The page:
Last week, hot on the heels of an FDA emergency use authorisation (EUA), Johnson & Johnson (J&J) subsidiary Janssen’s Covid-19 vaccine became the fourth Covid-19 vaccine to be recommended for use in adults in the EU following vaccines produced by Pfizer/BioNTech, Moderna and AstraZeneca/Oxford. Like the AstraZeneca/Oxford vaccine, the product is adenovirus-based and relies on Janssen’s proprietary AdVac platform.
The J&J vaccine is the first one-and-done approved jab, designed to be effective after a single dose. The other approved vaccines require two doses spaced over a number of weeks for optimal immunisation.
Clinical Trials Arena tracks the journey to approval for the world’s first single-shot Covid-19 vaccine, from its origins at the outset of the pandemic to its landmark approvals in early 2021.
January 2020: sequencing the novel coronavirus
In January 2020, just as the pandemic started to take hold, J&J obtained the novel coronavirus’s sequence information from China and validated it.
From there, the company worked closely with Dr Dan Barouch and his team at the Center for Virology and Vaccine Research at the Beth Israel Deaconess Medical Center, an affiliate of Harvard Medical School, to design a large number of potential candidates for the vaccine. The company had previously collaborated with Barouch on preclinical work for its Zika and HIV vaccine candidates.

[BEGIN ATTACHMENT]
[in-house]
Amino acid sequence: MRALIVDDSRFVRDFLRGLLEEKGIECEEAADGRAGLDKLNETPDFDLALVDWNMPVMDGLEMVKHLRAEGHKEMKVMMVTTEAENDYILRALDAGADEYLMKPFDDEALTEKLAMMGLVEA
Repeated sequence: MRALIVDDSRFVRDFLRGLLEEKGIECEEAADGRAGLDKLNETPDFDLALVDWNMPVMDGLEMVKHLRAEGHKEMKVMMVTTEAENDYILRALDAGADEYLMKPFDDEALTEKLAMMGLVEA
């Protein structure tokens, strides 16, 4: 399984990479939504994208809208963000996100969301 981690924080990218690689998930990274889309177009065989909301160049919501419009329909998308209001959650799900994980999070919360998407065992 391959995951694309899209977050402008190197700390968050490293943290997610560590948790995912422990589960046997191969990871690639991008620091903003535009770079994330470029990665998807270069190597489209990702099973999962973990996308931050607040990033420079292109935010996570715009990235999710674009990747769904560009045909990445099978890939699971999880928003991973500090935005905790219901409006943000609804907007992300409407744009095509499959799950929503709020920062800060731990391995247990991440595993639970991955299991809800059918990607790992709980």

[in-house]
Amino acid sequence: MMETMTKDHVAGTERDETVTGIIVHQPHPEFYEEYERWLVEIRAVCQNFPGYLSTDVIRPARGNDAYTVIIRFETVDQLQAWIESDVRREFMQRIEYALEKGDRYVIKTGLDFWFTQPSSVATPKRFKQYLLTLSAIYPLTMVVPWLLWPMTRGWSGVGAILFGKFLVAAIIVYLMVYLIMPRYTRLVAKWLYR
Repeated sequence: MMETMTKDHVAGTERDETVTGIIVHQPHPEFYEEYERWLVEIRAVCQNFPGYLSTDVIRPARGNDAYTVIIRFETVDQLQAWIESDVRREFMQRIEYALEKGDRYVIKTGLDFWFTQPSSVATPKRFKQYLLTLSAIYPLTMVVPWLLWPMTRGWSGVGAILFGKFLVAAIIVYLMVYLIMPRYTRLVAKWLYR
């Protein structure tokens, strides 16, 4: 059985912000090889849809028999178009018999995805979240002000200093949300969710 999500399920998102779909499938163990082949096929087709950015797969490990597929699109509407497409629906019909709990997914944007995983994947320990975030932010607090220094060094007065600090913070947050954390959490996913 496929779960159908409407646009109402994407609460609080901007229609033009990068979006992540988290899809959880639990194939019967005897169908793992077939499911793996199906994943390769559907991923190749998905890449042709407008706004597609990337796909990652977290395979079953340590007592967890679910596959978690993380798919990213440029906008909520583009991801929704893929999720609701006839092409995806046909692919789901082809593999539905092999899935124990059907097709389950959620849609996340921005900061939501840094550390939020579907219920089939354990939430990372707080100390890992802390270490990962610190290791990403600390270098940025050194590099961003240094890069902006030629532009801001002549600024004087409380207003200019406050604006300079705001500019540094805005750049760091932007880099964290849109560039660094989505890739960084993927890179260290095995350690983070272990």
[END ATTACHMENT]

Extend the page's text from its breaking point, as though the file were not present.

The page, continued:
“Due to our extensive previous experience with vaccine technology – we used the same technology to create our European Commission-approved Ebola vaccine – scientists already had a good sense of the best doses to use for the investigational Covid-19 candidate,” said J&J global head of Janssen research & development Dr Mathai Mammen.
March 2020: funding J&J’s early research
In March 2020 J&J announced a “landmark partnership” with the Biomedical Advanced Research and Development Authority (BARDA), a component of the Office of the Assistant Secretary for Preparedness and Response in the US Department of Health and Human Services, to commit equally to more than $1 billion to co-fund research, development and clinical testing for a potential Covid-19 vaccine.
This announcement also came with the news that, after experimenting with various candidates, a clear leader had emerged, with two back-ups.
September 2020: the ENSEMBLE trial begins
After signing a “historic pledge to uphold the integrity of the scientific process in developing an investigational Covid-19 vaccine” on 23 September, Johnson & Johnson announced the launch of its large-scale, pivotal, multi-country Phase III trial (ENSEMBLE) for its lead candidate, JNJ-78436735, being developed by Janssen Pharmaceutical Companies.
The initiation of the ENSEMBLE trial followed positive interim results from the Company’s Phase I/IIa clinical study, which demonstrated that the candidate’s safety profile and immunogenicity after a single vaccination were supportive of further development.
October 2020: ENSEMBLE resumes after safety-related pause
In October, Johnson & Johnson announced that it was preparing to resume recruitment in the pivotal Phase III ENSEMBLE trial of its investigational Janssen Covid-19 vaccine in the US after a temporary pause.
The halt in progress was down to a “serious medical event” in one of the trial participants.